Personal computers were in their infancy when I joined the Marine Corps in 1978. I didn’t see my first one, which really wasn’t a personal computer, until sometime between April of 1979 and April of 1981. The Wikipedia page on the IBM Series 1 Model 4110 portable computer is wrong, but I can’t remember dates well enough to correct it.
I know the Wikipedia page is wrong because I was stationed at the recruit depot in San Diego for two years and we had a “green machine” well before I was transferred away in 1981. Our unit diary clerks went from typing the reports to using a green machine around the time I moved from one section to another in 1980.
Although I wasn’t allowed to touch it, I learned as much about it as I could by watching the clerks using it. It was the first time I saw an 8-inch floppy disk. The smaller versions hadn’t been invented yet.
The Marine Corps was still using this computer when I was in Japan in 1987 and 1988. I probably learned more about that machine there than anywhere else. By then, it was a dinosaur compared to what you could buy in almost any department store.
I absorbed some minor computer skills while I was at the air station in Yuma, Arizona in 1981 and 1982. I had to be the supply clerk as well as the administrative clerk for the automated services center for about a year.
We had IBM and Burroughs mainframes and more 8-inch disks as well as punch cards. I had to get the quarterly support contracts renewed. I also remember loading games on the TRS-80 sitting in the middle of the office. The other computers were in a cold room with a dehumidifier.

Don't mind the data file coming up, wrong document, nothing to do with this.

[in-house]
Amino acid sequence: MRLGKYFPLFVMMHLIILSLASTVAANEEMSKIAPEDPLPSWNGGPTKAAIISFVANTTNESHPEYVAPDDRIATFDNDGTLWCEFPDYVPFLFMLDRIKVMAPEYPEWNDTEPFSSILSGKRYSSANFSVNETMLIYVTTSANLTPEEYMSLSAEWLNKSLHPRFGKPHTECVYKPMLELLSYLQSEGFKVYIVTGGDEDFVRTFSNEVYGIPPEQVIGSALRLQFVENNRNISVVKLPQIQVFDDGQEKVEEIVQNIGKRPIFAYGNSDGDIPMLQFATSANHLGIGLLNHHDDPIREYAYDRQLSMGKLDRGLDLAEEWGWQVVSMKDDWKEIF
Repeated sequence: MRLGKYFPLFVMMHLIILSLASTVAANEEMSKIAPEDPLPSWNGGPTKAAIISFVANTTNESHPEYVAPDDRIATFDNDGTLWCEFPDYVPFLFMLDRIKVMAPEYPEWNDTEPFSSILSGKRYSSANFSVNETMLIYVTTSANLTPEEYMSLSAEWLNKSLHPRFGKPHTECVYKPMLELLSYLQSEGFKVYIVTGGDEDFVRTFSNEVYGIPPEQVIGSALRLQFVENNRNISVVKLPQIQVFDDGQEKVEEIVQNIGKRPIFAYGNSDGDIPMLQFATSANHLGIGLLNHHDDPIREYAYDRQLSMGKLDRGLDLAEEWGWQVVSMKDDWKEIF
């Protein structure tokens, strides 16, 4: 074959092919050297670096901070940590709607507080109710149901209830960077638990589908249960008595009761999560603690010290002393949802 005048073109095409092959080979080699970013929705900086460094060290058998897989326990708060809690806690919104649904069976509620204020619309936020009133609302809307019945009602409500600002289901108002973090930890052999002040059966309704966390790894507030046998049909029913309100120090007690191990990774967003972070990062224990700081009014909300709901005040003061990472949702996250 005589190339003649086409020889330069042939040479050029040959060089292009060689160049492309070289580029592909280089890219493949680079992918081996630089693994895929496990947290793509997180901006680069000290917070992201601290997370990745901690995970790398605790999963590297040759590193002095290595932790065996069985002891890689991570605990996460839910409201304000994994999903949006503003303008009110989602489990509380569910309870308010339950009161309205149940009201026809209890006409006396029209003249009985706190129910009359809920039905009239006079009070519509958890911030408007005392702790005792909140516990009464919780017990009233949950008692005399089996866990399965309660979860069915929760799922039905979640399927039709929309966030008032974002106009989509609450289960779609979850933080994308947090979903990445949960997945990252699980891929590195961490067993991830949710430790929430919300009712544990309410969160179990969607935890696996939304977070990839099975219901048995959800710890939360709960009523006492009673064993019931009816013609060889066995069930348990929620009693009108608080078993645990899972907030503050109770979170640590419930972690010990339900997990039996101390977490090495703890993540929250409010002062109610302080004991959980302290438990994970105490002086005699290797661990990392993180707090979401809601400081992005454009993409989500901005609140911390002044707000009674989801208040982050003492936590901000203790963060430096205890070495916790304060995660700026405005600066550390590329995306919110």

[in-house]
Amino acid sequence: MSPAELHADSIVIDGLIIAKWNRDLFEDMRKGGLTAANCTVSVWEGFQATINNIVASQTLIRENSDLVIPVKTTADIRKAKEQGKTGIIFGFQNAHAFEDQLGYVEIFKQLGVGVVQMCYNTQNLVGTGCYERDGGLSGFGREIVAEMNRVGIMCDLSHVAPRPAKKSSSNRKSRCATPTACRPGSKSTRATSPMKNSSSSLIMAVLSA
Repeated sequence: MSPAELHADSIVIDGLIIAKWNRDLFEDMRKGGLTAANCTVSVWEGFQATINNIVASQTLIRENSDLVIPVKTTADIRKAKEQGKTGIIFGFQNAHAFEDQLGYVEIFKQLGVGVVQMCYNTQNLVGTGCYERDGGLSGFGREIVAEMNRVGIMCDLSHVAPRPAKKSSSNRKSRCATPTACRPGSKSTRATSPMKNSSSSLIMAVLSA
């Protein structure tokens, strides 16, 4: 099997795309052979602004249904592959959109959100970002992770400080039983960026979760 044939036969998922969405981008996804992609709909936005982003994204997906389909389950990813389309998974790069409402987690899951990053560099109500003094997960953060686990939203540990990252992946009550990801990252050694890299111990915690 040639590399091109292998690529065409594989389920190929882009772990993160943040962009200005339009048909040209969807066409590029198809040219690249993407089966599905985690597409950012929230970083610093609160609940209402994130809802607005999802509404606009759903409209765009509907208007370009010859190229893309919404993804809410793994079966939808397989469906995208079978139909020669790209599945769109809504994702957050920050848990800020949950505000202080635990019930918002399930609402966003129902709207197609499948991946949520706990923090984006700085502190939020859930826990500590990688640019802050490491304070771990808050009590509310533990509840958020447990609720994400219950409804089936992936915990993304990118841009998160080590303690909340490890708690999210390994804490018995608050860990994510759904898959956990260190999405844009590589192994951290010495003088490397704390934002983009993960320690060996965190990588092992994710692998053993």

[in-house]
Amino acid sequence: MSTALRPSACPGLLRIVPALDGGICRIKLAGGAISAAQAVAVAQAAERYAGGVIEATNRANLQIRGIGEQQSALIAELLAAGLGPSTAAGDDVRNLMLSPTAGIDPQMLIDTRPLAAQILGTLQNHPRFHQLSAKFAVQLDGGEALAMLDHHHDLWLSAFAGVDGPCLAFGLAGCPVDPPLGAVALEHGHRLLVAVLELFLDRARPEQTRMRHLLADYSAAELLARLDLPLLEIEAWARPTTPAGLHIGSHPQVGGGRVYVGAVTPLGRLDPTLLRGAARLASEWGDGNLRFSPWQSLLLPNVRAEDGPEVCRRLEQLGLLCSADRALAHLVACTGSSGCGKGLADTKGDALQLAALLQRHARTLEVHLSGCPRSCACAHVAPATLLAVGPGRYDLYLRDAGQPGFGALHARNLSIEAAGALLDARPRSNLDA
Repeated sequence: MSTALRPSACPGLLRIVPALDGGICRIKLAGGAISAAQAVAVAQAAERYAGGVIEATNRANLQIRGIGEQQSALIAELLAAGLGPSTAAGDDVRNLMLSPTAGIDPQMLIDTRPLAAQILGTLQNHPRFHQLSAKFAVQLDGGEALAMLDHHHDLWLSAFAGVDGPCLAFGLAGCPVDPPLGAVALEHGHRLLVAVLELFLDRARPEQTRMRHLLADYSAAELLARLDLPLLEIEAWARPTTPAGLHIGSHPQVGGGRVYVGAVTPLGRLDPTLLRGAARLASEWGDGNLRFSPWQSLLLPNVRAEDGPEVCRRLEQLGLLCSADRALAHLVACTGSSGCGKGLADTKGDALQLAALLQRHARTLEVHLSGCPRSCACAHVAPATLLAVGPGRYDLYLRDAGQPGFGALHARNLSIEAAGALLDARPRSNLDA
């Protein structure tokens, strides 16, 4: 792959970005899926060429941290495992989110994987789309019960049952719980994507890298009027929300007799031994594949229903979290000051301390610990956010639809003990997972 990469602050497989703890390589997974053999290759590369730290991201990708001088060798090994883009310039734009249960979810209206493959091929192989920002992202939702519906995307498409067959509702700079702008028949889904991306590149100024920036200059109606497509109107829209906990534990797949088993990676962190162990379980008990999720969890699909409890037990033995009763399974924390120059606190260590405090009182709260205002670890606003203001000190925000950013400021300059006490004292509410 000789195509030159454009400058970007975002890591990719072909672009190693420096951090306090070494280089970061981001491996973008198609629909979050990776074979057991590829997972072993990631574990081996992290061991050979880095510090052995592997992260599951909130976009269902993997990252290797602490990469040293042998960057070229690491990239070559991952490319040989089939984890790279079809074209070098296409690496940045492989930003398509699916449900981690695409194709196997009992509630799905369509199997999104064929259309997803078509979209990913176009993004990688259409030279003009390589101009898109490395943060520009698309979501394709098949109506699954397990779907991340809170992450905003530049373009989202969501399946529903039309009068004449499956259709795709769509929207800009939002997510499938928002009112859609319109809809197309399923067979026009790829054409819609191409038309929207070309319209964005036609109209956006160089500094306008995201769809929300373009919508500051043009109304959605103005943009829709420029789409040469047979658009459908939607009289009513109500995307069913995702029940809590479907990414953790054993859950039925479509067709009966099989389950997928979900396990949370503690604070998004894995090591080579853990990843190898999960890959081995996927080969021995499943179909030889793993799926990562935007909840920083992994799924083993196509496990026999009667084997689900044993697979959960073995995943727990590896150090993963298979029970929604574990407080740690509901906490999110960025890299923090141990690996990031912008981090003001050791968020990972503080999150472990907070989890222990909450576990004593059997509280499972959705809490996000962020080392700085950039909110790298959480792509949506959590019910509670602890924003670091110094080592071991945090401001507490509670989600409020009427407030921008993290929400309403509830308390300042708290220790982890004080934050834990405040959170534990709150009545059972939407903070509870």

When I was in Japan, another Marine let me play with his Commodore 64 computer. I played with it for about an hour. I never really got into the lame games they made for it. After I was stationed in North Carolina, I bought my first Commodore computer.
To shorten a long story, I taught myself BASIC on a Commodore 64 and then taught myself assembly language programming. By the time I was transferred in 1992, there wasn’t anything I didn’t know that I cared to know about Commodore computers.
I had a PC in my office when I was stationed in Phoenix, Arizona. Unfortunately, I never had time to do anything with it other than my job.
I bought a Packard Bell piece of garbage in 1994 and replaced it as soon as I could afford to do so, sometime in 1996 I think. I worked with Windows 3.1 (and then 3.11) before moving on to Window 95 (and then the upgrade). Windows 98 was on my PC by the time I retired in 1998.
Sometime between 1994 and 1996, I got on the Internet for the first time. It was lame until Microsoft started supporting it with Windows. The Internet, I mean.
I was a voracious reader and I read everything I could about computers, regardless of make or model. I learned a lot about UNIX before Linux became a thing. One of my post-military retirement jobs was working with UNIX servers.
I taught myself PHP when the file extensions were still “.php3”. I stopped teaching myself when they started emphasizing object-oriented programming. If I need to know something now, I just look it up — no more memorization for me. To be honest, I’m too old to be memorizing anything anymore.